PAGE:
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It’s only been a day since Gretchen Carlson filed a sexual harassment suit against her former employer, and already the former Fox News anchor is making waves in the news cycle.
In a suit filed Wednesday, Carlson claims she was fired from Fox & Friends as retaliation for rebuffing Fox News chairman and CEO Roger Ailes’ sexual advances and that she endured pervasive harassment in the workplace.
The longtime employee, who arrived at Fox News in 2005 and worked at the cable news channel for 11 years, said in the complaint that she and Ailes had a meeting about her contract being up in June of 2016. She claims she rebuffed Ailes’ sexual demands during the meeting and nine months later, her career was terminated.
The complaint goes on to reveal that in 2009, she complained to a Fox & Friends supervisor about her co-host Steve Doocy allegedly creating “a hostile work environment” and “refusing to accept and treat her as an intelligent and insightful female journalist rather than a blond female prop.”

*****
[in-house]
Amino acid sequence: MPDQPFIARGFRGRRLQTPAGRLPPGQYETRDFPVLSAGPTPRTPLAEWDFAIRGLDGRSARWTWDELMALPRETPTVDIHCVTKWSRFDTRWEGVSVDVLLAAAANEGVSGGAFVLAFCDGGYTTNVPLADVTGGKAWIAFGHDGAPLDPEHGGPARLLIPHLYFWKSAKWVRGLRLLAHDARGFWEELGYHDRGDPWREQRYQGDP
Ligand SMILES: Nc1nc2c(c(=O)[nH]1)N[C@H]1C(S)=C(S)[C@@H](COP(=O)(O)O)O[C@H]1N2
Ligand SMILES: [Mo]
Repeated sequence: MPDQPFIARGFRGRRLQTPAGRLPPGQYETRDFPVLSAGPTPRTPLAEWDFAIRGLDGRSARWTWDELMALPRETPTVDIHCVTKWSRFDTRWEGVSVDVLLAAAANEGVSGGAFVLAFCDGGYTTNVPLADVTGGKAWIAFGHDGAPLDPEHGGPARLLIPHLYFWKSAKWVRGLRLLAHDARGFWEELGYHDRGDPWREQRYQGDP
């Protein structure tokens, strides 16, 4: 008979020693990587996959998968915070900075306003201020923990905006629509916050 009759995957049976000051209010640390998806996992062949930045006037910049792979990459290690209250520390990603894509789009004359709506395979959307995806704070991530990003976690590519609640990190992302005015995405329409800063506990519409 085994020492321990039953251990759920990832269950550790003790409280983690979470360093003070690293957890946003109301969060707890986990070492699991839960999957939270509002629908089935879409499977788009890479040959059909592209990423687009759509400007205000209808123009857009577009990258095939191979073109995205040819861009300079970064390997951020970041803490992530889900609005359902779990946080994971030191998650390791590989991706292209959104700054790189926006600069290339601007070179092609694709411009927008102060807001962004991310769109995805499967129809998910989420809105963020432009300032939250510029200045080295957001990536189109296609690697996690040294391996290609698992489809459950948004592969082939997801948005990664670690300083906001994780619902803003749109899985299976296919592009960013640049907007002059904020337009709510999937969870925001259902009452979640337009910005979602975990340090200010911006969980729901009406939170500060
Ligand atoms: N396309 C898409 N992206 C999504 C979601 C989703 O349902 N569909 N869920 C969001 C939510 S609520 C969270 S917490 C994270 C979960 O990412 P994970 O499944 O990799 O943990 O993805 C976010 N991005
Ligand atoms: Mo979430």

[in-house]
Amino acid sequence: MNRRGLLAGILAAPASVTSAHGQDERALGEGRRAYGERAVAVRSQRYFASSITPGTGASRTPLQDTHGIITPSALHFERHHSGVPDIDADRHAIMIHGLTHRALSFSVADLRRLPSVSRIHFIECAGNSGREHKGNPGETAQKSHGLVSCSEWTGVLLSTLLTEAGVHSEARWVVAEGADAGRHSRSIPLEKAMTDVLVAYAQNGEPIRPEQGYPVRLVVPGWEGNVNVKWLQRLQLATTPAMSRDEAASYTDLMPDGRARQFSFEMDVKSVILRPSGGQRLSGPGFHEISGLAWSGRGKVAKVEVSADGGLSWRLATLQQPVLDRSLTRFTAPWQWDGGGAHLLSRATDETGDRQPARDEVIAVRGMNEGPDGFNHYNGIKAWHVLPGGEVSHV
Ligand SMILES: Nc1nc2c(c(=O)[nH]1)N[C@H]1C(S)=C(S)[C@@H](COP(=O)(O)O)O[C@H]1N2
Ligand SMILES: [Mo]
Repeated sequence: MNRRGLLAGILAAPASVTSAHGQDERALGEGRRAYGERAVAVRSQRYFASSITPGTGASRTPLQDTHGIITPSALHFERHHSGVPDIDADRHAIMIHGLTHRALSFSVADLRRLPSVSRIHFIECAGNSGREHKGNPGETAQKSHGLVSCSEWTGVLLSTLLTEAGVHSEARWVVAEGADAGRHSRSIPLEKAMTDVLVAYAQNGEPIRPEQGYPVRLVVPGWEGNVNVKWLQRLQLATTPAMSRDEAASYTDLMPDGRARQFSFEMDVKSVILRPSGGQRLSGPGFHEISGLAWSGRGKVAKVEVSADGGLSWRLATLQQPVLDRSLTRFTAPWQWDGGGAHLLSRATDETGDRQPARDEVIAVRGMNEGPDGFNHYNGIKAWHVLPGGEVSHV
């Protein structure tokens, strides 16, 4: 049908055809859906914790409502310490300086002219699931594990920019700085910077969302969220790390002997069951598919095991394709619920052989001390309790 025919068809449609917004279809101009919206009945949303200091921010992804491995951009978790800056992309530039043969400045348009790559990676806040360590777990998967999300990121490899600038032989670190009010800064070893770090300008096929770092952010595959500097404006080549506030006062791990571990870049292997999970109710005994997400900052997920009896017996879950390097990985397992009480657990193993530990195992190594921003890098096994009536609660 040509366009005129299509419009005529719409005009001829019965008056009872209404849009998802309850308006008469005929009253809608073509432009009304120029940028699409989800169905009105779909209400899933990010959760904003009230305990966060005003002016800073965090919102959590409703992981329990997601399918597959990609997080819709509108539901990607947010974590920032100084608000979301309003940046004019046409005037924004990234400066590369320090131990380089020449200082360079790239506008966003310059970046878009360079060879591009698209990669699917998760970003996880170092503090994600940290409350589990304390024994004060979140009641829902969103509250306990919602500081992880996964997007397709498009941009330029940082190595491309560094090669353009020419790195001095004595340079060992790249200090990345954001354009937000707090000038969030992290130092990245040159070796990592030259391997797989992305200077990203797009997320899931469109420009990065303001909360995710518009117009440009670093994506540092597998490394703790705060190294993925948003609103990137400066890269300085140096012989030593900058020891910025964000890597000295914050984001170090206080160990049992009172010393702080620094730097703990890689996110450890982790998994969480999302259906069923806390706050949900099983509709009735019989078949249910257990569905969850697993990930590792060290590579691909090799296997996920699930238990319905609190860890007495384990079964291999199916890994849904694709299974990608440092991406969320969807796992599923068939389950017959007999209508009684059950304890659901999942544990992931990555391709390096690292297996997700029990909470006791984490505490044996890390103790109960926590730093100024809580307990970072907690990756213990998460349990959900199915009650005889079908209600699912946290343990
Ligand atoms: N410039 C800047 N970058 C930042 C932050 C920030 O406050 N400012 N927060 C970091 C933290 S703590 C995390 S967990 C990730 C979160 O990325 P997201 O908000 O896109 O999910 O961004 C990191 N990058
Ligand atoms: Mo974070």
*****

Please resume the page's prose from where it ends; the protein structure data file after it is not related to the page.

The complaints allegedly went nowhere, with Carlson claiming that she was called a “man hater” by Ailes. She says she was fired from Fox & Friends in 2013 and reassigned. Most recently, she was leading The Real Story With Gretchen Carlson.
Ailes was quick to fire back on Wednesday, calling Carlson’s “defamatory” lawsuit “offensive” and “wholly without merit.” The network’s parent company, 21st Century Fox, announced that they were launching an internal investigation.
With all eyes on Carlson, here are six surprising facts about the woman behind the lawsuit that show what Fox News is up against.
1. She Was Crowned Miss America in 1989
Competing as Miss Minnesota, Carlson, then a senior at Stanford University, won the Miss America beauty pageant in 1989. Carlson, who is a trained classical violinist and performed Pablo de Sarasate’s Ziguenerweisen for her talent portion, said she entered in hopes of conveying that the event is more than a beauty pageant.
After her win, she said the judges never asked her the most important question. “I wanted them to ask, ‘Why do you want to be Miss America?'” she said. “Because I wanted to look right back at them and say, ‘Because I am what you need. I am a career woman. I am the role model for the women today. I am not a beauty queen. I go to Stanford, and I have been to Oxford, and I plan to go to Harvard Law School. I have a real talent. I didn’t make one up.'”
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